The Department of Labor opened investigations into Tyson Foods and Perdue Farms after reports emerged of grueling working conditions for children at the companies’ facilities.
“The U.S. Department of Labor’s Wage and Hour Division is currently investigating Perdue and Tyson Foods. As the investigation is ongoing, no further details can be provided,” said a Ministry of Labor spokesperson CBS News.
The federal investigation into poultry producers comes after an explosive report published in New York Times Magazine That focused on the disturbing details of a 14-year-old boy who came to Virginia from Guatemala to support his family by working the night shift at a Perdue factory. According to the article, his arm was nearly torn off while working in a slaughterhouse.
The article also documented other cases of children doing similar work at the Perdue plant as well as at a nearby Tyson plant. These two companies produce every three pounds of poultry consumed in the United States, the article says.
Federal law restricts Persons under the age of 16 are prohibited from working during certain hours, and minors are prohibited from working in meat processing plants due to the dangerous conditions.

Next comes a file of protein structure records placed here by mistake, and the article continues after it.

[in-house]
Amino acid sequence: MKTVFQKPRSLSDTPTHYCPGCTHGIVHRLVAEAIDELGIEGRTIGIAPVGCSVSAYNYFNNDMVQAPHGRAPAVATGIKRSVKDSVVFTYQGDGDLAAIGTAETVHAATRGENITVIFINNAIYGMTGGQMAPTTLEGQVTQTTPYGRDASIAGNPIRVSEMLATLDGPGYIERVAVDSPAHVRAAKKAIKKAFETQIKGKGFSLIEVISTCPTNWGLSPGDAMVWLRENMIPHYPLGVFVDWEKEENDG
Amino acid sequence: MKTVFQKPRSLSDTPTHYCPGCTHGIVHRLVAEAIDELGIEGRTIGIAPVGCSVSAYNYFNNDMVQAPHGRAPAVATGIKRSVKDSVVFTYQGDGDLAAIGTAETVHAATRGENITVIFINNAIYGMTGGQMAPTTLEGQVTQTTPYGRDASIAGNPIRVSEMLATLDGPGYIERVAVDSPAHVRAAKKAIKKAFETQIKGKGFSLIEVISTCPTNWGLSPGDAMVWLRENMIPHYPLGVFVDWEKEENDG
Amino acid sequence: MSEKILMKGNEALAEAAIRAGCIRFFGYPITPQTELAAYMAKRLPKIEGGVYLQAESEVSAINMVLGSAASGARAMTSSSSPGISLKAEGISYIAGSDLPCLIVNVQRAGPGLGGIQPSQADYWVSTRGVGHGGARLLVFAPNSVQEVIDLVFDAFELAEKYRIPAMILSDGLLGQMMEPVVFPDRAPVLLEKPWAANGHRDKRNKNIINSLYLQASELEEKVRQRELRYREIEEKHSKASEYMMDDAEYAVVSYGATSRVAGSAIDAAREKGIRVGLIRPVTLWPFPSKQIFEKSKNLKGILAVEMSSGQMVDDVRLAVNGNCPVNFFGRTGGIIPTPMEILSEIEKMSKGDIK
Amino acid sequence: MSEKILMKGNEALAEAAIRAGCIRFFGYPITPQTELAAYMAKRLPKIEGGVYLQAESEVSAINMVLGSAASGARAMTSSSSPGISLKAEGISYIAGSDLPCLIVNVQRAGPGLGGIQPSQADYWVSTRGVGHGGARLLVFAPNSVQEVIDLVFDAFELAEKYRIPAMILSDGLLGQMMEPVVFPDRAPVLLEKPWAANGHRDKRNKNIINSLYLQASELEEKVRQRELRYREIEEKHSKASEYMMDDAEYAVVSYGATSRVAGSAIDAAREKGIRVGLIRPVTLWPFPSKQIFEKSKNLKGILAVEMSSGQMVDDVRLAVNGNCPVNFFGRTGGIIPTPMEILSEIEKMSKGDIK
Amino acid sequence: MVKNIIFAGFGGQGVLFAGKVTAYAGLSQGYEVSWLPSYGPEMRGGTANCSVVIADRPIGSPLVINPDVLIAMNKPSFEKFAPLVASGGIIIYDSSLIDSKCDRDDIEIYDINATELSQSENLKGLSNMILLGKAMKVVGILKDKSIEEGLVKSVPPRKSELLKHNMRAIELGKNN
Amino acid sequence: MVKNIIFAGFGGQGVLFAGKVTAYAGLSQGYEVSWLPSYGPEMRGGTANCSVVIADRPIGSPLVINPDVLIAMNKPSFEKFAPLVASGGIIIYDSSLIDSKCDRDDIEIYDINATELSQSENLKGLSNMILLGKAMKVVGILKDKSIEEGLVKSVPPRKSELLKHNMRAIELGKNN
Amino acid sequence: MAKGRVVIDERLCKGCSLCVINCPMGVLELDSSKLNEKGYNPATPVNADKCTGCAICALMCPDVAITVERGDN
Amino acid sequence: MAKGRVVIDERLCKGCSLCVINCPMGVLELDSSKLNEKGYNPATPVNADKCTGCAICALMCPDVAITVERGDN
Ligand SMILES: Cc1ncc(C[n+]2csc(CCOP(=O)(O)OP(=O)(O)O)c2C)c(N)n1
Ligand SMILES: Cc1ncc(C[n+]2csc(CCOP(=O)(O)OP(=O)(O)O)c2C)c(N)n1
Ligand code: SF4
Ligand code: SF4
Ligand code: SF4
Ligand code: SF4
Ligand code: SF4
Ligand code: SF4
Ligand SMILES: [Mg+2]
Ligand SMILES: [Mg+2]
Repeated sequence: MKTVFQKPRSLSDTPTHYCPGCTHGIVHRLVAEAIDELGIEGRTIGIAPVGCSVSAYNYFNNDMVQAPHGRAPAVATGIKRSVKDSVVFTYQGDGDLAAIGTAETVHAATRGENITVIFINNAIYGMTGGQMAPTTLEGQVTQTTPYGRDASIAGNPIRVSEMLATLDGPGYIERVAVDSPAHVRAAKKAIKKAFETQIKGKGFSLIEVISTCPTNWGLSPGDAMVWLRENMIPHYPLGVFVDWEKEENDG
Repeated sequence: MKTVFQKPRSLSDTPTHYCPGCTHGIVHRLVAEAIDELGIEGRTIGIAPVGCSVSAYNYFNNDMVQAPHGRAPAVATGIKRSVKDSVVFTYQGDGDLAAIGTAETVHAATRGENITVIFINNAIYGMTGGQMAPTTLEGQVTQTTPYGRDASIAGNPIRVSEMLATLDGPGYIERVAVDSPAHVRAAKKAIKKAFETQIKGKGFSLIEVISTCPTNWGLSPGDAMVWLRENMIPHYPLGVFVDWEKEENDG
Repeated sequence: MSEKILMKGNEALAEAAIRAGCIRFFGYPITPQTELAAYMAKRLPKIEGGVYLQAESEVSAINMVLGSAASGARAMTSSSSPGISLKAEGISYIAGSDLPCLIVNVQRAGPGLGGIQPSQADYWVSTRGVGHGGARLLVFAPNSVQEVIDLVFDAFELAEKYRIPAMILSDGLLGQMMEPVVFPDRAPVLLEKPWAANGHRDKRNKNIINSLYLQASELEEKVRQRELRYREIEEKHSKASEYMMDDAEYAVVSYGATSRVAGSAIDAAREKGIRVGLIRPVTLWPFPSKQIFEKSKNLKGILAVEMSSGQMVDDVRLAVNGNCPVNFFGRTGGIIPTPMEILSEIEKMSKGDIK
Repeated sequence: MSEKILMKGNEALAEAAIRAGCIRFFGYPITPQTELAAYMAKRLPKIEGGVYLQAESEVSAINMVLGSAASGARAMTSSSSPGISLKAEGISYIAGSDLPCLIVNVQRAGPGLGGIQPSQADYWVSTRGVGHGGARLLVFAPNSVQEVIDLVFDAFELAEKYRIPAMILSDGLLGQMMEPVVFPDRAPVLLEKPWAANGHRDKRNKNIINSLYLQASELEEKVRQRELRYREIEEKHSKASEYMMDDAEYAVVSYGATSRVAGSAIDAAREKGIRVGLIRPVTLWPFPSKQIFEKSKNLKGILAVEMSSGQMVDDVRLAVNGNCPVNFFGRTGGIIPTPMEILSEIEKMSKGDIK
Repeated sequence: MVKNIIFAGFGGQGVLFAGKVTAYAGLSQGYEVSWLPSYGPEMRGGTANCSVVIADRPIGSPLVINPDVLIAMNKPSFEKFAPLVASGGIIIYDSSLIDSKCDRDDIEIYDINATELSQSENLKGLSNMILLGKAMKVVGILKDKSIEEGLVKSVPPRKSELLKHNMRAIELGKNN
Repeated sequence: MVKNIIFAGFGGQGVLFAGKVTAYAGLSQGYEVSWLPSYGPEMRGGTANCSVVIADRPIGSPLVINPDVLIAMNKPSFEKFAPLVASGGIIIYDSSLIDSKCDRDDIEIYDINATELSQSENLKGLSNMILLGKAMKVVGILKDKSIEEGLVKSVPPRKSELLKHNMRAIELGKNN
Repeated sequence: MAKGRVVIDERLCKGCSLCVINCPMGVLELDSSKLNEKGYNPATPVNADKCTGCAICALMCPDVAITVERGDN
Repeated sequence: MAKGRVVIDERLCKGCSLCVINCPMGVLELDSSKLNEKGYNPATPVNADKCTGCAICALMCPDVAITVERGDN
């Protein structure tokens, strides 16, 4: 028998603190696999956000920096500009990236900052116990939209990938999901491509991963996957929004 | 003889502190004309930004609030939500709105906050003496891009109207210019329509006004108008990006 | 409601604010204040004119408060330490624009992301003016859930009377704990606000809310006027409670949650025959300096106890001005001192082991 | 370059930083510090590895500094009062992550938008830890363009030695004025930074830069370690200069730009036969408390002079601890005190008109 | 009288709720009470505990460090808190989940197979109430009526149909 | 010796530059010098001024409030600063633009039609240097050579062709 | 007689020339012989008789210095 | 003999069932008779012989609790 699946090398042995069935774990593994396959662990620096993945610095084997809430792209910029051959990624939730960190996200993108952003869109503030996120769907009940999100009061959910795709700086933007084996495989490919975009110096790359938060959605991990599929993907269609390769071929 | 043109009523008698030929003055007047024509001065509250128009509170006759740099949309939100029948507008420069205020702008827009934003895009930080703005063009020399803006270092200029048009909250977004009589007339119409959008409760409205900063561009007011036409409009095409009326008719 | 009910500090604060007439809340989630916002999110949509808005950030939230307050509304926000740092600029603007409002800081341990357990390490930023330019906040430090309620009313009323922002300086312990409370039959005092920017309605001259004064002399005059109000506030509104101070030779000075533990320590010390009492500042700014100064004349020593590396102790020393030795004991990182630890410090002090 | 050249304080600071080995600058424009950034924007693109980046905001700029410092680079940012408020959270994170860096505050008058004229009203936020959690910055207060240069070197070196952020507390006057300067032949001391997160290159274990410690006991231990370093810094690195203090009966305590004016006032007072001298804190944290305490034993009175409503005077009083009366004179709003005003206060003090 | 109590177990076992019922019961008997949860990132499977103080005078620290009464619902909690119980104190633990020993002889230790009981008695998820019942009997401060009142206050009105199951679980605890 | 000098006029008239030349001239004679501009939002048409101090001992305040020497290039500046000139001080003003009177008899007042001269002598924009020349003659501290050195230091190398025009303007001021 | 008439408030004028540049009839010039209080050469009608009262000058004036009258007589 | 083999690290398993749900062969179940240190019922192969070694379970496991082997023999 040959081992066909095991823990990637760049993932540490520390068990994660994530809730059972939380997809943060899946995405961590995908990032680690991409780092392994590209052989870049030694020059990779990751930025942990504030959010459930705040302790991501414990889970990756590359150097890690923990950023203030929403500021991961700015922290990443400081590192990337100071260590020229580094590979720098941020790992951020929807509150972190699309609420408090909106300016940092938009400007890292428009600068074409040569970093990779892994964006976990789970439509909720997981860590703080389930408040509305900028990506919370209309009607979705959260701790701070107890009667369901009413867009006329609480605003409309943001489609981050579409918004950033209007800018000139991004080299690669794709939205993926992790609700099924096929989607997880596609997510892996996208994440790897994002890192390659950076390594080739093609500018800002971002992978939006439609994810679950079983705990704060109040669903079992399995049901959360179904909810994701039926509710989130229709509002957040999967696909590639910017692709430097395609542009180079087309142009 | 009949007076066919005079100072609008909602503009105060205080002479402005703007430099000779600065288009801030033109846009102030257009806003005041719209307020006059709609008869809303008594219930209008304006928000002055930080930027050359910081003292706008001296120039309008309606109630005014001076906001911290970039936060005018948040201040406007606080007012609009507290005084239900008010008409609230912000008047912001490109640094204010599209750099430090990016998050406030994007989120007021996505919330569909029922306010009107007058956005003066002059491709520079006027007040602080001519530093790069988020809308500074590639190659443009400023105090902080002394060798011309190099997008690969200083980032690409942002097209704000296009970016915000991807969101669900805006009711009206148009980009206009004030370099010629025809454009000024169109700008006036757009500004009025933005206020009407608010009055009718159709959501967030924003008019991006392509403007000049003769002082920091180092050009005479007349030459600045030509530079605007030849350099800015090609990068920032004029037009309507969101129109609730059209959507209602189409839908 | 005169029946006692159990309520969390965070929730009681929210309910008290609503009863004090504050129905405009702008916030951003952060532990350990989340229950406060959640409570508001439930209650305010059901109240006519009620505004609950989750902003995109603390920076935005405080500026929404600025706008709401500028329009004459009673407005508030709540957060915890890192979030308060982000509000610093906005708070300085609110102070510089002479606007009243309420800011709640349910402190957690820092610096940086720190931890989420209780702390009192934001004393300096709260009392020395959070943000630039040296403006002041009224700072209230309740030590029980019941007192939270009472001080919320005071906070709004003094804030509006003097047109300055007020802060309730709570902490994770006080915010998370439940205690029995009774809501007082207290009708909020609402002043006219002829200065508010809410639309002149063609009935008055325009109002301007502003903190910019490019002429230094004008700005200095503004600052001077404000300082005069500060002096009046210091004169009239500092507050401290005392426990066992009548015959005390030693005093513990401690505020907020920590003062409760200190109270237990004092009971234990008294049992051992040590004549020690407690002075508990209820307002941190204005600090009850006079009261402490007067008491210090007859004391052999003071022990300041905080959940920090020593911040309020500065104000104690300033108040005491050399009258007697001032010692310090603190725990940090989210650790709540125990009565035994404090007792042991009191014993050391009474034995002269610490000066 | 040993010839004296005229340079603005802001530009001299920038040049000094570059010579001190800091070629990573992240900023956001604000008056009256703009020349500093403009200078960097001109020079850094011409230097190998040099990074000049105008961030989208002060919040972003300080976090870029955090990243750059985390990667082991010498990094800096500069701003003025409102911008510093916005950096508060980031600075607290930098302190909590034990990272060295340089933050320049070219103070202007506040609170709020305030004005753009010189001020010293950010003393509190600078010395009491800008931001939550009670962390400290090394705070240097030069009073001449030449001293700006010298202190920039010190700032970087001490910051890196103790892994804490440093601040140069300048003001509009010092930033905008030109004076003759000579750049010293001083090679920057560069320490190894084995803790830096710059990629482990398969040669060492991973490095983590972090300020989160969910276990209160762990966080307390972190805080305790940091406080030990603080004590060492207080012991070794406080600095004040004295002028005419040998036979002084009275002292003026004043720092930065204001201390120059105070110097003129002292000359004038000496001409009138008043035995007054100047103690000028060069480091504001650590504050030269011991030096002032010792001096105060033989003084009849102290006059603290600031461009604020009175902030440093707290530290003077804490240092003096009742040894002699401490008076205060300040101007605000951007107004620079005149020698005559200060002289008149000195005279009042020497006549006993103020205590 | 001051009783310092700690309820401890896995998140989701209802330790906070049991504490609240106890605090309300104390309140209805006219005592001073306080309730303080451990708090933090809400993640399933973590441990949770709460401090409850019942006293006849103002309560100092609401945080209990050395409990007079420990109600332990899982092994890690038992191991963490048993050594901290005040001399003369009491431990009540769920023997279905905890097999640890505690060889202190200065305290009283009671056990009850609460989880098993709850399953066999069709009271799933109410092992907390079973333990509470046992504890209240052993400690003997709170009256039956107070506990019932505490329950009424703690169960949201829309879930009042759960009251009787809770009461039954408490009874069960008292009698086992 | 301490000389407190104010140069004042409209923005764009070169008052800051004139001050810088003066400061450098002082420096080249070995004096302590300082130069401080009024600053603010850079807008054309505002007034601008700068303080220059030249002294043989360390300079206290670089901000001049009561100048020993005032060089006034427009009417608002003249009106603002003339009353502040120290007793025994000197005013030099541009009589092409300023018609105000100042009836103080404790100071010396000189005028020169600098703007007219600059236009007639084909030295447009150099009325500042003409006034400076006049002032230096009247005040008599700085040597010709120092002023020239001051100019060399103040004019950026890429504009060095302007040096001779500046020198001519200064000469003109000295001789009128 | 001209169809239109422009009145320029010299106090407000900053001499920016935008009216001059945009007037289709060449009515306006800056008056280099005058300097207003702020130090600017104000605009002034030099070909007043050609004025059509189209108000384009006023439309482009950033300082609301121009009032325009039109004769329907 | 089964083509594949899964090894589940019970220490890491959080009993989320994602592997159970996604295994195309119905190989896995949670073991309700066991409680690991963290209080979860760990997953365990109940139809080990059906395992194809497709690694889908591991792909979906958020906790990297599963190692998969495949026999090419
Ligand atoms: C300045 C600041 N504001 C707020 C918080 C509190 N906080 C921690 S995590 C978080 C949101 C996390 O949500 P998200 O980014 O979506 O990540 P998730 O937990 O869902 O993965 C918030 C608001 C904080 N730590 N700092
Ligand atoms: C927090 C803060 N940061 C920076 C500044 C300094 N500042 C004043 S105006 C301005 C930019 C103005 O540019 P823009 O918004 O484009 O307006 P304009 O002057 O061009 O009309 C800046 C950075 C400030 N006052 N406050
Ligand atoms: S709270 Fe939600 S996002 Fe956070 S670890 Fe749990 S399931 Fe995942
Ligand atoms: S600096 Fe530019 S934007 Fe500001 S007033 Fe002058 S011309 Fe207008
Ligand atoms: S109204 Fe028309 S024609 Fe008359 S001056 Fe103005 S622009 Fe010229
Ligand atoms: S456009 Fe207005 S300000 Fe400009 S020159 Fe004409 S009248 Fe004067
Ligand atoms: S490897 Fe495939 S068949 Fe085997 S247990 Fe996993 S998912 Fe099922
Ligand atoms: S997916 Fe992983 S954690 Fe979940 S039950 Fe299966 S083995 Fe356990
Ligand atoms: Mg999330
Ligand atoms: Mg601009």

The Independent has contacted the Department of Labor, Tyson Foods and Perdue Farms.
a spokesman for Perdue said CBS News that the company was “appalled” by allegations of illegal child labor.
“We take the legal employment and safety of everyone who works at our facilities very seriously and have strict, long-standing policies for Perdue employees to prevent minors from engaging in dangerous work in violation of the law,” the spokesperson said . “We recognize the systemic nature of this problem and accept any role we can play in solving it.”
However, Tyson told the outlet that it had not learned of an investigation, so the company had no comment.
The NYT Magazine One article reported that poultry producers hired contractors to hire cleaning staff – a way to avoid responsibility for circumventing child labor laws.
A food hygiene company was recently fined $1.5 million for employing over 100 children on night shifts at meat processing plants across the country, a Labor Department investigation found in February.
Labor Ministry Chief Legal Officer Seema Nanda said New York Times The Biden administration is now examining whether the larger companies can be held accountable.
“We are long past the day when brands can say they don’t know there is child labor in their supply chain,” Ms Nanda said. “The intention is to ensure that those further up the supply chain hold their subcontractors and staffing agencies accountable.”